Electrolux's Heavy Duty Vegetable Cutters are able to process 400 meals for table service or 800 meals for catering per day. Each part of the equipment that comes in contact with food is removable without tools for cleaning. Like the Multi Green series, these feature easy operation but have two speeds to allow for a little more flexibility in food prep. These feature round and oval hoppers that are angled toward the user and a waterproof control panel to ensure reliability.
Hobart has been serving commercial kitchens for more than a hundred years. The company produced its first food processor in 19892 and currently makes bowl, continuous feed, and combination models. Bowl models, which have a gasket to prevent leaking, feature see-through covers to allow chefs to see their ingredients. The triple-interlock safety features protect operators, and the controls for on, off, and pulse functions are easy to operate while providing close control over the contents of the bowl. One of the biggest benefits of a Hobart bowl food processor is the company's patented COOLCUTTER knives. The COOLCUTTER system consists of two turning knives that push ingredients into the path of the two serrated cutting knives, to reduce how much time is required to process each batch.
Hobart's continuous feed industrial food processors are available with either half-size or full-size hoppers, which are tilted toward the user to make operation comfortable and convenient. These units have double safety interlocks that prevent them from operating if the pusher plate has been swung away or if the hopper is open. These models are easy to operate, with red and green on/off buttons.
Robot Coupe is one of several brands that lay claim to producing one of the first food processors, having developed their first commercial model in the 1960s.3 Robot Coupe does not produce any bowl-only models; instead, they are all made to be continuous feed, but many are also compatible with bowls, which are sold separately for most models. The hoppers on each model are completely vertical, using gravity in addition to the pusher plate to lead the ingredients into the blade.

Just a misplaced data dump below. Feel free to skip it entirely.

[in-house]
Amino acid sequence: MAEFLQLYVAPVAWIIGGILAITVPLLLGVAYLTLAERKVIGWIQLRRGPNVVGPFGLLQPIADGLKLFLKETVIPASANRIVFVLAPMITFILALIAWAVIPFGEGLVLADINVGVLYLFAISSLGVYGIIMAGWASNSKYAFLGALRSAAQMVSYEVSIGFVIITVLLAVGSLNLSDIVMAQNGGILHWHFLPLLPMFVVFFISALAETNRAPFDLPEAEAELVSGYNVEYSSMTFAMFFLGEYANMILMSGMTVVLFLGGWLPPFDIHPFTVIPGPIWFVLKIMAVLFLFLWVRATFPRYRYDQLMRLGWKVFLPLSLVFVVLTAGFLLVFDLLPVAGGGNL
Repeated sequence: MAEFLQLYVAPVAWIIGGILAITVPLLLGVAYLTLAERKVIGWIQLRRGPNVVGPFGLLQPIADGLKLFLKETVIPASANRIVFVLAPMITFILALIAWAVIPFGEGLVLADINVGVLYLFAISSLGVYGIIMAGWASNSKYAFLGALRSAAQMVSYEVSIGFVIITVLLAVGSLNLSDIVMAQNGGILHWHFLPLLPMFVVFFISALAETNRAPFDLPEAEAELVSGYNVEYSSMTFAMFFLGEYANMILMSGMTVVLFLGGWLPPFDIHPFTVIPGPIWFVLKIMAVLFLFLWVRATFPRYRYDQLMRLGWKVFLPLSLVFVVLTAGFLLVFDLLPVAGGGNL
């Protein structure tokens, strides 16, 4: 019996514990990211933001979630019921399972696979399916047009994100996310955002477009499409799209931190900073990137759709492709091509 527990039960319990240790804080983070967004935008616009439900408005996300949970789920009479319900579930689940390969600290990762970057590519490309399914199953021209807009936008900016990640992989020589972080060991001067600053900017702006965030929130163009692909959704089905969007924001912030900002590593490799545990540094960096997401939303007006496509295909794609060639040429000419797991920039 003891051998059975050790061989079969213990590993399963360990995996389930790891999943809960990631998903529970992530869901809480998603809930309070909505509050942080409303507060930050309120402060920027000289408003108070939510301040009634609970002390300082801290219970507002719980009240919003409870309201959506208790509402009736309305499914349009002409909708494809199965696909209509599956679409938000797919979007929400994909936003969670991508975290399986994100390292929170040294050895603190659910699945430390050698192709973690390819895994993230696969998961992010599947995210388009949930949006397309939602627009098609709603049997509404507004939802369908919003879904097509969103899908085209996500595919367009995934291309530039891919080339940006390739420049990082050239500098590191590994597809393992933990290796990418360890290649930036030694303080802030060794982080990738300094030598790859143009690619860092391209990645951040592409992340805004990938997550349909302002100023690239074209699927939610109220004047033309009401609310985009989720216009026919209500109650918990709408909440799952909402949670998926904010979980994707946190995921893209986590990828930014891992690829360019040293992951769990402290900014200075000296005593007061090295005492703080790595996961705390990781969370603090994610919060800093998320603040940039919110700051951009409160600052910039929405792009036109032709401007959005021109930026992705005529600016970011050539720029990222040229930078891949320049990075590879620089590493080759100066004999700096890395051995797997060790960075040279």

Countertop and floor models with one or two speeds are available. These powerful pieces of equipment have motors with as much as 3 horsepower to enable them to grind or knead heavy loads or thick ingredients. A big benefit of choosing a Robot Coupe food processor is the flexibility you get with it: the company offers more than 50 cutting discs, so you can achieve the exact cut you need.
Waring has been making reliable kitchen equipment for more than 75 years, with the company's claim to fame being the invention of the blender.4 All Waring food processor bowls are made of polycarbonate, which is less durable than stainless steel but allows chefs to keep an eye on the ingredients. The hoppers on these units are vertical, minimizing the unit's footprint and using gravity to its maximum effect to pull ingredients down into the blades. All models except the largest one have the patented LiquiLock system to prevent leaks, and operation is made easy with paddle buttons or touchpad controls.
Waring offers two light- to medium-duty food processors, one of which is a sealed batch bowl. The other model, like every other food processor Waring produces, is a combination batch bowl and continuous feed. The 2.5-quart WFP11S is run on 3⁄4-horsepower, and the 3.5-quart WFP14SC food processor is 1-horsepower.
There are three combination batch/bowl food processors in Waring's medium-heavy duty category. These have 1 to 2 horsepower, and each comes with an S-blade and several discs. The FP25C and FP1000 hold 2.5 quarts, and the FP40C holds 4 quarts.
The FP2200 is Waring's heavy-duty commercial food processor. This model is a combination batch bowl/continuous feed and runs on 3⁄4-horsepower. The bowl can hold 6 quarts, and the unit comes with an S-blade and five slicing, dicing, and shredding discs.